Estate planning when you have property in different states

Passing down property owned in multiple states can prove challenging, but some solutions may avoid probate court.

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by Jane Haskins, Esq.
updated May 11, 2023 ·  3min read

The estate planning process is more complicated if you own real estate in different states. Without good planning, your heirs may face delays and unexpected tax consequences.

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What is estate planning?

The purpose of estate planning is to prepare for the day when you can't handle your affairs anymore. Estate planning ensures that a person's wishes are carried out if:

  • They pass away, or
  • They become incompetent

Also, estate planning is important because it can minimize taxes, simplify the process of transferring property to your heirs, help you plan for long-term care expenses, and relieve stress for family members who suddenly have to take over during a crisis.

A basic estate plan includes a will, a durable general power of attorney, a healthcare power of attorney, and an advance directive. An estate plan can also include one or more trusts.

If you own property in multiple states, it's usually best to have an estate planning attorney do your documents. An estate planning lawyer is also able to give you advice about the best approach for your situation.

Estate planning and multiple properties

Your state's probate court only has authority over property located in your home state. For example, if you're a New York resident and own a home there, the New York probate court can oversee that property's transfer. But it can't do anything about your condo in Florida or timeshare in Colorado. Those properties will have to go through an ancillary probate process in the states where they're located. Your executor may have to travel there, and you'll probably need a lawyer in each state.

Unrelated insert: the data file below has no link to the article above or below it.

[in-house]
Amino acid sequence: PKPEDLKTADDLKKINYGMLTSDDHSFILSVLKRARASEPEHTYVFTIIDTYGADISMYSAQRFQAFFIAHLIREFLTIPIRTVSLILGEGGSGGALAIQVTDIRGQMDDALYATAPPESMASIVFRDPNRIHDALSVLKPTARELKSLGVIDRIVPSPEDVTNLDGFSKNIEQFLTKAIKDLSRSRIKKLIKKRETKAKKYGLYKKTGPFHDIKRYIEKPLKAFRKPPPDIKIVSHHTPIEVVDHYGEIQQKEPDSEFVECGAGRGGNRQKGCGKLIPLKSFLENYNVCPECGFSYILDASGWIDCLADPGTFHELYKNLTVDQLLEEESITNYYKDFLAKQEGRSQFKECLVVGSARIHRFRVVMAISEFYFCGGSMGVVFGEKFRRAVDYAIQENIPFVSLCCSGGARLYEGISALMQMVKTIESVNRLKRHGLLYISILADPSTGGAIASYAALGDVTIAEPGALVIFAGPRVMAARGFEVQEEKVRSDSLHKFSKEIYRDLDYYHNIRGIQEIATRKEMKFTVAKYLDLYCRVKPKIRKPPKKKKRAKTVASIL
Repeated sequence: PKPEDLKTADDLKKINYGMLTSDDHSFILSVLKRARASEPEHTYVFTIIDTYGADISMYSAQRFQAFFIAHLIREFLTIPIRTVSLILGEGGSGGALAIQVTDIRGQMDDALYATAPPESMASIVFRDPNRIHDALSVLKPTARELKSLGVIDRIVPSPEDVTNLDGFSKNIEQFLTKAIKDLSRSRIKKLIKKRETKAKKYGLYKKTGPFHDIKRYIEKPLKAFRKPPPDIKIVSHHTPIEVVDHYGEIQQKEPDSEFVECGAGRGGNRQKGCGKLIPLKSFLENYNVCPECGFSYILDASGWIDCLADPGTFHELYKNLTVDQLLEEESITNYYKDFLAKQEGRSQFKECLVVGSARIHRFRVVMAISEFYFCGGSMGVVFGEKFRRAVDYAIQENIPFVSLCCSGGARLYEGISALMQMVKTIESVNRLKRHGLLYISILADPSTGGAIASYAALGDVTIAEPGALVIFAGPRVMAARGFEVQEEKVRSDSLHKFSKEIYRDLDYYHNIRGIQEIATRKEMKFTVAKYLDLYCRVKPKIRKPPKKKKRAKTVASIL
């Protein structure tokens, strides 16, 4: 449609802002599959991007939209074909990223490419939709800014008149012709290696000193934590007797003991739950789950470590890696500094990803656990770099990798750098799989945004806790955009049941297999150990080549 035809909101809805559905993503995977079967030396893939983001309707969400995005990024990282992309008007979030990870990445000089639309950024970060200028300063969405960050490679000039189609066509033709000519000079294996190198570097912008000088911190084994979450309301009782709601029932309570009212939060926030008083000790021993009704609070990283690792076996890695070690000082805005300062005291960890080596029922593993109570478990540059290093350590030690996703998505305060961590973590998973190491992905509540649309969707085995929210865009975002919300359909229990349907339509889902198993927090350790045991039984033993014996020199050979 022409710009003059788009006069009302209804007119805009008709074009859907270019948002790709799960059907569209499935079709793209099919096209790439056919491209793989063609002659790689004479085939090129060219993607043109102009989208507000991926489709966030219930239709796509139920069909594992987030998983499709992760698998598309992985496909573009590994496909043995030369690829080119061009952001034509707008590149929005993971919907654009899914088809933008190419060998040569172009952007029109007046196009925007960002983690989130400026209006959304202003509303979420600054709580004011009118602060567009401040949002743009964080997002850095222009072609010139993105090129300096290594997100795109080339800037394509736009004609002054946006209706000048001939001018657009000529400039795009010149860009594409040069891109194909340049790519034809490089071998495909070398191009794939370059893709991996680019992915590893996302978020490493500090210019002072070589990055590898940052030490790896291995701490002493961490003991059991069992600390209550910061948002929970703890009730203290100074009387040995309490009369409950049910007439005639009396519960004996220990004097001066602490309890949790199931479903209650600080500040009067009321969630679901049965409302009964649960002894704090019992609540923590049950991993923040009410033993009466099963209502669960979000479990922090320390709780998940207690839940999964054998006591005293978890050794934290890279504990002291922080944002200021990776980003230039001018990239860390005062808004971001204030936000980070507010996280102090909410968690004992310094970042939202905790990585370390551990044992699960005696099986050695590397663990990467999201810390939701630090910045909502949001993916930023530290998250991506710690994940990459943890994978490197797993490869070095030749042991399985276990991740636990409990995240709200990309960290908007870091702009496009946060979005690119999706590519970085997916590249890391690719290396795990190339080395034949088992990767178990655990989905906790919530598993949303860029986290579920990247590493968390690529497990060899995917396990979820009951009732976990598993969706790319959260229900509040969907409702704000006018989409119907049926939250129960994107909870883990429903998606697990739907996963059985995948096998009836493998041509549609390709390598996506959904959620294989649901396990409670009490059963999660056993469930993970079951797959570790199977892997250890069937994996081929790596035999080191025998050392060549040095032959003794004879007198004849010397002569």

Probate in multiple states can be complicated, time-consuming, and expensive. Two ways to avoid it are:

  • Ensure the deed says the property is owned jointly with your spouse, with a right of survivorship. This means the property will pass directly to your spouse, without probate and without a specific gift in your will.
  • Set up a revocable living trust and put your real estate in the trust. Your property will then pass according to the instructions in the trust, without going through probate. This can also be an effective way to minimize state estate taxes.

If you only have personal property, such as furniture in another state, your executor can usually move the property to your home state and probate the entire estate there.

Multiple estate planning documents for multiple properties

Technically, you could have a separate will for each of your out-of-state properties. You could have a Florida will that only addressed your condo there and a Colorado will for the timeshare.

The advantage of this is that you'd have a will tailored to each state's laws about community property and appointment of an executor. The disadvantage is that multiple wills can be confusing or conflicting, and you'd still have to go through the probate process in each state where you own property. A trust is usually a better way to handle out-of-state property.

For powers of attorney and advance directives, it can be a good idea to have a set of documents for each state where you spend a significant amount of time. This is because the documents are written according to state law, and the language and formatting can vary from one state to another. Unfamiliar out-of-state documents can confuse healthcare workers and people you do business with, causing stress and delays for everyone.

If you own out-of-state property, a good estate plan is critical. The plans you put in place today can help things go more smoothly for your family in the future.

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Jane Haskins, Esq.

About the Author

Jane Haskins, Esq.

Jane Haskins is a freelance writer who practiced law for 20 years. Jane has litigated a wide variety of business dispute… Read more

This portion of the site is for informational purposes only. The content is not legal advice. The statements and opinions are the expression of the author, not LegalZoom, and have not been evaluated by LegalZoom for accuracy, completeness, or changes in the law.